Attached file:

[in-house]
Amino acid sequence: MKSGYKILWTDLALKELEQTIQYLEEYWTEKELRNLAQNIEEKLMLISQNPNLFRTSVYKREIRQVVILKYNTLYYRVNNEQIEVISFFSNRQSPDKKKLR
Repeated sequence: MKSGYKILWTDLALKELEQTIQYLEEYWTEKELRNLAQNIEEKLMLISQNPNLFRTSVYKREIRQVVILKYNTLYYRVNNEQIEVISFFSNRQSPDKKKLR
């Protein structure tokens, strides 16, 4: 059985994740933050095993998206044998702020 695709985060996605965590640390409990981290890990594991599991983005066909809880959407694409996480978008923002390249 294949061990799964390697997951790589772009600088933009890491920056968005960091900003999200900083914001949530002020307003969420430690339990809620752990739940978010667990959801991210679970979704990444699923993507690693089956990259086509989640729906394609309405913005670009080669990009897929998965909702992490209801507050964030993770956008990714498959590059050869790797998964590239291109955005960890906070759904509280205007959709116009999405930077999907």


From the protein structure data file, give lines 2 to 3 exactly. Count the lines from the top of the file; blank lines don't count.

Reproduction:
Amino acid sequence: MKSGYKILWTDLALKELEQTIQYLEEYWTEKELRNLAQNIEEKLMLISQNPNLFRTSVYKREIRQVVILKYNTLYYRVNNEQIEVISFFSNRQSPDKKKLR
Repeated sequence: MKSGYKILWTDLALKELEQTIQYLEEYWTEKELRNLAQNIEEKLMLISQNPNLFRTSVYKREIRQVVILKYNTLYYRVNNEQIEVISFFSNRQSPDKKKLR